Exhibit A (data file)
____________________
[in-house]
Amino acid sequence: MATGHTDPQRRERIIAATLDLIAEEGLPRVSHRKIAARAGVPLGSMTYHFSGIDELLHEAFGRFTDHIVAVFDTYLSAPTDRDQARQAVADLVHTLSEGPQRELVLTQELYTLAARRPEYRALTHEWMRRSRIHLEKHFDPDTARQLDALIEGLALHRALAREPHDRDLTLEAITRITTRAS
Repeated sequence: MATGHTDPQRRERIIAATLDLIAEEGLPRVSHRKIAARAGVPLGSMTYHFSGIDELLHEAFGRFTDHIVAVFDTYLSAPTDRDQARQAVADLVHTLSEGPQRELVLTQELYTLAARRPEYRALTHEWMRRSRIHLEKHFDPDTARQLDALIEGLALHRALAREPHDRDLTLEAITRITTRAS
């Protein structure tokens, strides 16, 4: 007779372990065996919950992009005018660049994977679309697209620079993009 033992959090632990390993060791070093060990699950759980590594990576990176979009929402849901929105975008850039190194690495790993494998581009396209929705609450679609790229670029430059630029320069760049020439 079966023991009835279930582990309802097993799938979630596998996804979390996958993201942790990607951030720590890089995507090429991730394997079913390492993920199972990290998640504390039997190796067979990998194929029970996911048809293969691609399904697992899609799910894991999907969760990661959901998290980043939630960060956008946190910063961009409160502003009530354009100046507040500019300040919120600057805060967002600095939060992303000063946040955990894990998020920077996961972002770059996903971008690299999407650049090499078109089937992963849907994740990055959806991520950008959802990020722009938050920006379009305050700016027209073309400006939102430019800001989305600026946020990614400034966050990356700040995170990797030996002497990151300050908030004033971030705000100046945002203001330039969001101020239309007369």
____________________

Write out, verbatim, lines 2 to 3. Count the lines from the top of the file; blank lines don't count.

Amino acid sequence: MATGHTDPQRRERIIAATLDLIAEEGLPRVSHRKIAARAGVPLGSMTYHFSGIDELLHEAFGRFTDHIVAVFDTYLSAPTDRDQARQAVADLVHTLSEGPQRELVLTQELYTLAARRPEYRALTHEWMRRSRIHLEKHFDPDTARQLDALIEGLALHRALAREPHDRDLTLEAITRITTRAS
Repeated sequence: MATGHTDPQRRERIIAATLDLIAEEGLPRVSHRKIAARAGVPLGSMTYHFSGIDELLHEAFGRFTDHIVAVFDTYLSAPTDRDQARQAVADLVHTLSEGPQRELVLTQELYTLAARRPEYRALTHEWMRRSRIHLEKHFDPDTARQLDALIEGLALHRALAREPHDRDLTLEAITRITTRAS